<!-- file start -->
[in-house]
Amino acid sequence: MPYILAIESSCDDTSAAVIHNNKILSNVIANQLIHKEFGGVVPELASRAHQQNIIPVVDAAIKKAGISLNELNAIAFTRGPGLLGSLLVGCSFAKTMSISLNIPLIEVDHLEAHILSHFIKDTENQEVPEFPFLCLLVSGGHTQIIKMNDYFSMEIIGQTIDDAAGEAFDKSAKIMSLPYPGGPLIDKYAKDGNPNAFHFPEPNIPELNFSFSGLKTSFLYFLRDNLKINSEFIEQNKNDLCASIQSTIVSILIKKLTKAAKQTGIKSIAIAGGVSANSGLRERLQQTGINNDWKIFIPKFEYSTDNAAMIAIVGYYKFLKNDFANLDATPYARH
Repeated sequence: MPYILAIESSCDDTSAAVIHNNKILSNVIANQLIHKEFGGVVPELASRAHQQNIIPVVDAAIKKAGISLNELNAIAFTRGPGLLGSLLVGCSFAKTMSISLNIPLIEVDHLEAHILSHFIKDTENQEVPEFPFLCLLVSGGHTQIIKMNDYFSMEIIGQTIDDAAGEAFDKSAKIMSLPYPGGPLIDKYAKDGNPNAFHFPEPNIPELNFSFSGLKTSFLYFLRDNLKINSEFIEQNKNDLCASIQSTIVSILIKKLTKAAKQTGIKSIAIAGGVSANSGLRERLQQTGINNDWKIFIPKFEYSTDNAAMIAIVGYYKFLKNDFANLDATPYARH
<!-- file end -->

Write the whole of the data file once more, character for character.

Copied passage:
[in-house]
Amino acid sequence: MPYILAIESSCDDTSAAVIHNNKILSNVIANQLIHKEFGGVVPELASRAHQQNIIPVVDAAIKKAGISLNELNAIAFTRGPGLLGSLLVGCSFAKTMSISLNIPLIEVDHLEAHILSHFIKDTENQEVPEFPFLCLLVSGGHTQIIKMNDYFSMEIIGQTIDDAAGEAFDKSAKIMSLPYPGGPLIDKYAKDGNPNAFHFPEPNIPELNFSFSGLKTSFLYFLRDNLKINSEFIEQNKNDLCASIQSTIVSILIKKLTKAAKQTGIKSIAIAGGVSANSGLRERLQQTGINNDWKIFIPKFEYSTDNAAMIAIVGYYKFLKNDFANLDATPYARH
Repeated sequence: MPYILAIESSCDDTSAAVIHNNKILSNVIANQLIHKEFGGVVPELASRAHQQNIIPVVDAAIKKAGISLNELNAIAFTRGPGLLGSLLVGCSFAKTMSISLNIPLIEVDHLEAHILSHFIKDTENQEVPEFPFLCLLVSGGHTQIIKMNDYFSMEIIGQTIDDAAGEAFDKSAKIMSLPYPGGPLIDKYAKDGNPNAFHFPEPNIPELNFSFSGLKTSFLYFLRDNLKINSEFIEQNKNDLCASIQSTIVSILIKKLTKAAKQTGIKSIAIAGGVSANSGLRERLQQTGINNDWKIFIPKFEYSTDNAAMIAIVGYYKFLKNDFANLDATPYARH